Exterminators of the Year 3000 (1983)
Director: Giuliano Carnimeo
Starring: Robert Iannucci, Alicia Moro, Fernando Bilbao & Luca Venantini
Released by: Scream Factory
Reviewed by Mike Kenny
Set in a post-apocalyptic future where water is the most precious substance, Exterminators of the Year 3000 focuses on a rebellious drifter who wages war against a gang of road-dwelling psychos for control of their deserted environment and its water source. Joined by a former flame and a young child, the leather-bound warrior undergoes countless car chases and numerous shootouts to make a difference for the few survivors of nuclear fallout. Robert Iannucci (Young Doctors in Love), Alicia Moro (Edge of the Axe), Fernando Bilbao (Roots of Evil), Luciano Pigozzi (Blood and Black Lace) and Luca Venantini (City of the Living Dead) star.
In true Italian exploitation fashion, Exterminators of the Year 3000 hardly shies from its blatant attempts to mimic George Miller’s Mad Max films. Substituting gasoline for water, a band of underground survivors strive to locate more of the element in order to keep their peaceful community alive. After a recovery team is murdered by a gang of road warriors led by Crazy Bull (Bilbao), a child, Tommy (Venantini), is the only survivor left with knowledge of the water source. Scared and alone, Tommy encounters Animal (Iannucci), a fellow scavenger, who temporarily puts his selfishness aside to journey with Tommy to the mysterious location. Dodging Crazy Bull and his ruthless gang proves difficult as violent showdowns involving, exploding car chases and Tommy’s robotic arm being ripped from his body, sidelining Animal and his young partner’s mission. Meanwhile, Animal encounters Trash (Moro), a former flame still angered by his disappearing act on her and determined to join their hunt for water. With dangerous threats mounting and horribly mutated creatures protecting the valued source, humanity’s last hope for survival is in question.
From Director Giuliano Carnimeo (The Case of the Bloody Iris) under the pseudonym Jules Harrison, Exterminators of the Year 3000 is one of many post-apocalyptic cash in attempts that closely mirrors its inspirations with little individuality. A co-production between Italy and Spain, shot predominately in the latter, Exterminators of the Year 3000 makes the most of its desolate locations and limited budget with an, at times, laughable dub track offering plenty of unintentional hilarity. In addition, a product of its time, the futuristic film delivers a pleasing synthesizer score with decent action set pieces that should satisfy likeminded viewers. While, it hardly towers George Miller’s road ravaging classics nor qualifying as a total blunder, Exterminators of the Year 3000 ultimately, falls into the grey area of mediocrity as a B-movie effort with mildly fun moments that never quite reaches the status of cult iconography.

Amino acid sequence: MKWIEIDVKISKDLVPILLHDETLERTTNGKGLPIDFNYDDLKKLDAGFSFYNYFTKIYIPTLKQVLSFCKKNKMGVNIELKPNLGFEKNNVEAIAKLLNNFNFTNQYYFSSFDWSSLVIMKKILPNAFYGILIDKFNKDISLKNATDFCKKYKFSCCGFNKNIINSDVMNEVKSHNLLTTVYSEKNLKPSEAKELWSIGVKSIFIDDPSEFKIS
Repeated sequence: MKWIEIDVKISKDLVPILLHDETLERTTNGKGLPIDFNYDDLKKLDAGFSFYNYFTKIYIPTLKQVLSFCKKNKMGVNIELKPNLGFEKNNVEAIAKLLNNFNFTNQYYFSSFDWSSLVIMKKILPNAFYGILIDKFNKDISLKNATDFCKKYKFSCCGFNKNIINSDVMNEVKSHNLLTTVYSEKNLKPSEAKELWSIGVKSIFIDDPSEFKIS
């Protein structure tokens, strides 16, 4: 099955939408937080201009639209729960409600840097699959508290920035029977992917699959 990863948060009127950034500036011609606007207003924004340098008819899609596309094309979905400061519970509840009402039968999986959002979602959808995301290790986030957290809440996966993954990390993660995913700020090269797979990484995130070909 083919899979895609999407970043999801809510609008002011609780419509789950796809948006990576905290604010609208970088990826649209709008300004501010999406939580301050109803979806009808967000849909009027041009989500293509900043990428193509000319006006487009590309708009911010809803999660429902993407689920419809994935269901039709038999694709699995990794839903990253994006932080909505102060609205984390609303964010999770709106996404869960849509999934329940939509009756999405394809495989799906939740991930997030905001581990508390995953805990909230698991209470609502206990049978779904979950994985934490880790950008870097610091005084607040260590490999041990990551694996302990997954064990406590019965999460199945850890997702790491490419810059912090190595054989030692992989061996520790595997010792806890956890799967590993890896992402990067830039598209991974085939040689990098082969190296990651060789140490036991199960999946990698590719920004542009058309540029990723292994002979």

Scream Factory debuts Exterminators of the Year 3000 with a 1080p transfer, sporting a 1.85:1 aspect ratio. Relaying its drab desert landscape and lacking vibrant colors, the film appears relatively soft with minimal detail in closeups. Luckily, dirt and debris is virtually nonexistent in this otherwise clean transfer that retains its natural film grain. Previously released on DVD in full frame, Scream Factory’s Blu-ray treatment while, although mild, is still a decent upgrade in quality that honors the film’s OAR for the first time. Equipped with a DTS-HD Master Audio 2.0 mix, Exterminators of the Year 3000 sounds relatively tame with audible dialogue levels and a rather lackluster boost during more action-orientated sequences. Ported over from Code Red DVD’s previous release, special features include, an Audio Commentary with Actor Robert Iannucci, moderated by Code Red’s Bill Olsen, Boogie Down with the Alien: Interview with Robert Iannucci (17:43), a Trailer (3:51) and TV Spots (0:43).
Following in the tradition of other nuclear aftermath pictures, Exterminators of the Year 3000 does little to differentiate itself from the pack. Complimented only by its humorous dub track and moderately engaging action sequences, Exterminators of the Year 3000 is best appreciated for laughs than its “wildly unique” concept. With expectations kept at bay, fans of B-grade, post-apocalyptic fare will find enough in this Italian/Spanish co-production to be entertained by its satisfyingly synth score and copycat characters. Meanwhile, Scream Factory’s Blu-ray treatment is a suitable upgrade from its past DVD release that improves by retaining the film’s original aspect ratio and porting over all previously available special features. Cheesy yet, stunted in mediocrity, Exterminators of the Year 3000 falls somewhere in the middle of other futuristic survival films from a decade booming with them.